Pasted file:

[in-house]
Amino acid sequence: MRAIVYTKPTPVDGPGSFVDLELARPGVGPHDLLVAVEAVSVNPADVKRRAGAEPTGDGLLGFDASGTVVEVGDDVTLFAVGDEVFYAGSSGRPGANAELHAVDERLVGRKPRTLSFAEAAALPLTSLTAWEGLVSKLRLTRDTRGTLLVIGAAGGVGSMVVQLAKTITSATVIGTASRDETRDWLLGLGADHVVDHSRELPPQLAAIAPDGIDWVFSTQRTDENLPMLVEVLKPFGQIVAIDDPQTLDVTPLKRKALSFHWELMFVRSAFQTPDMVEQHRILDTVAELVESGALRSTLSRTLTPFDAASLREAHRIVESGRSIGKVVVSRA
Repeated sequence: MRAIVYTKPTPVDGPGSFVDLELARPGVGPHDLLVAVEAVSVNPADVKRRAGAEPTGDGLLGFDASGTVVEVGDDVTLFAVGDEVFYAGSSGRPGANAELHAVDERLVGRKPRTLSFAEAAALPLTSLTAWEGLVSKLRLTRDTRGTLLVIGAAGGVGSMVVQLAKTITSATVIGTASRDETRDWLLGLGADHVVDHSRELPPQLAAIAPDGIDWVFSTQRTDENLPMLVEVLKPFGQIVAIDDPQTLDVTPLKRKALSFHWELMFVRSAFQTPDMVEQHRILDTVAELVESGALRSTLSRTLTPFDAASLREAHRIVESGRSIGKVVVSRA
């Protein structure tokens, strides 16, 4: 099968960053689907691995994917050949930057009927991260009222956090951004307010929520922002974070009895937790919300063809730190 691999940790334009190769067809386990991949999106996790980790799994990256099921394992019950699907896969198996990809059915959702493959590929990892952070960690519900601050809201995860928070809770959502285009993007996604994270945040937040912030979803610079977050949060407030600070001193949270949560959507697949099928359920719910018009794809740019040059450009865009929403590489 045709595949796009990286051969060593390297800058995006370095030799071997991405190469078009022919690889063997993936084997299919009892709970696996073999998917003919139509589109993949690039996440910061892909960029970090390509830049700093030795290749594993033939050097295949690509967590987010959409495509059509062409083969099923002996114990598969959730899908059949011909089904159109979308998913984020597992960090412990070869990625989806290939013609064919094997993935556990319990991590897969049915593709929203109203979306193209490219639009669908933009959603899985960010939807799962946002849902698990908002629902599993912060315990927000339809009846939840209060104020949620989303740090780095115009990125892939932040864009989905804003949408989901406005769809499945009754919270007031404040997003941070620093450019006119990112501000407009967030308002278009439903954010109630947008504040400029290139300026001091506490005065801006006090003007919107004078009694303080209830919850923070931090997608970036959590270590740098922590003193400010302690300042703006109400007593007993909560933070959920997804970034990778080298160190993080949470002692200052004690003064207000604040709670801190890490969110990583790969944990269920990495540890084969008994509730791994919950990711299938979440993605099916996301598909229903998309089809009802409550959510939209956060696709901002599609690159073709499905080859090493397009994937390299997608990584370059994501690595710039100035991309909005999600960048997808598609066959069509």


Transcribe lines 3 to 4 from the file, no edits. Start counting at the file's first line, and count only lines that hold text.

Repeated sequence: MRAIVYTKPTPVDGPGSFVDLELARPGVGPHDLLVAVEAVSVNPADVKRRAGAEPTGDGLLGFDASGTVVEVGDDVTLFAVGDEVFYAGSSGRPGANAELHAVDERLVGRKPRTLSFAEAAALPLTSLTAWEGLVSKLRLTRDTRGTLLVIGAAGGVGSMVVQLAKTITSATVIGTASRDETRDWLLGLGADHVVDHSRELPPQLAAIAPDGIDWVFSTQRTDENLPMLVEVLKPFGQIVAIDDPQTLDVTPLKRKALSFHWELMFVRSAFQTPDMVEQHRILDTVAELVESGALRSTLSRTLTPFDAASLREAHRIVESGRSIGKVVVSRA
């Protein structure tokens, strides 16, 4: 099968960053689907691995994917050949930057009927991260009222956090951004307010929520922002974070009895937790919300063809730190 691999940790334009190769067809386990991949999106996790980790799994990256099921394992019950699907896969198996990809059915959702493959590929990892952070960690519900601050809201995860928070809770959502285009993007996604994270945040937040912030979803610079977050949060407030600070001193949270949560959507697949099928359920719910018009794809740019040059450009865009929403590489 045709595949796009990286051969060593390297800058995006370095030799071997991405190469078009022919690889063997993936084997299919009892709970696996073999998917003919139509589109993949690039996440910061892909960029970090390509830049700093030795290749594993033939050097295949690509967590987010959409495509059509062409083969099923002996114990598969959730899908059949011909089904159109979308998913984020597992960090412990070869990625989806290939013609064919094997993935556990319990991590897969049915593709929203109203979306193209490219639009669908933009959603899985960010939807799962946002849902698990908002629902599993912060315990927000339809009846939840209060104020949620989303740090780095115009990125892939932040864009989905804003949408989901406005769809499945009754919270007031404040997003941070620093450019006119990112501000407009967030308002278009439903954010109630947008504040400029290139300026001091506490005065801006006090003007919107004078009694303080209830919850923070931090997608970036959590270590740098922590003193400010302690300042703006109400007593007993909560933070959920997804970034990778080298160190993080949470002692200052004690003064207000604040709670801190890490969110990583790969944990269920990495540890084969008994509730791994919950990711299938979440993605099916996301598909229903998309089809009802409550959510939209956060696709901002599609690159073709499905080859090493397009994937390299997608990584370059994501690595710039100035991309909005999600960048997808598609066959069509």